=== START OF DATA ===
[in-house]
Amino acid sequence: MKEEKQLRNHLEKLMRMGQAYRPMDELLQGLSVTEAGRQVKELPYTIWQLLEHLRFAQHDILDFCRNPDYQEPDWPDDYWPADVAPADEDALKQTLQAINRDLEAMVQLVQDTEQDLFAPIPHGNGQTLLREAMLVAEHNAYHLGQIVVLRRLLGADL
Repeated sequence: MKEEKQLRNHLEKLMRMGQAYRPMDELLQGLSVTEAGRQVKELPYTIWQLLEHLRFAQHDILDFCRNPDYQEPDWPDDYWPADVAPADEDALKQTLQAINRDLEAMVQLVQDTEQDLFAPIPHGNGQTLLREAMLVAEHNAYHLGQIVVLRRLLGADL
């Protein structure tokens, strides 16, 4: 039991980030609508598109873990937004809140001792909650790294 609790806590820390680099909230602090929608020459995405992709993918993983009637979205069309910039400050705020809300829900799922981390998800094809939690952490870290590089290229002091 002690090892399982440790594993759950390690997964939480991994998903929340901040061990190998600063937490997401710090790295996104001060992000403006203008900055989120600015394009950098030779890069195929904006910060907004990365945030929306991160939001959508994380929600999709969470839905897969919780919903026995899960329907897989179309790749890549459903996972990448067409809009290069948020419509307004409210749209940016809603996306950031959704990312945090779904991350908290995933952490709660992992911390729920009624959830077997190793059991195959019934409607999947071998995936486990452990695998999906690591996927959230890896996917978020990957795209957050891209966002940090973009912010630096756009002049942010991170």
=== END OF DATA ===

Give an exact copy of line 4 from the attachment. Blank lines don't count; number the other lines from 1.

């Protein structure tokens, strides 16, 4: 039991980030609508598109873990937004809140001792909650790294 609790806590820390680099909230602090929608020459995405992709993918993983009637979205069309910039400050705020809300829900799922981390998800094809939690952490870290590089290229002091 002690090892399982440790594993759950390690997964939480991994998903929340901040061990190998600063937490997401710090790295996104001060992000403006203008900055989120600015394009950098030779890069195929904006910060907004990365945030929306991160939001959508994380929600999709969470839905897969919780919903026995899960329907897989179309790749890549459903996972990448067409809009290069948020419509307004409210749209940016809603996306950031959704990312945090779904991350908290995933952490709660992992911390729920009624959830077997190793059991195959019934409607999947071998995936486990452990695998999906690591996927959230890896996917978020990957795209957050891209966002940090973009912010630096756009002049942010991170």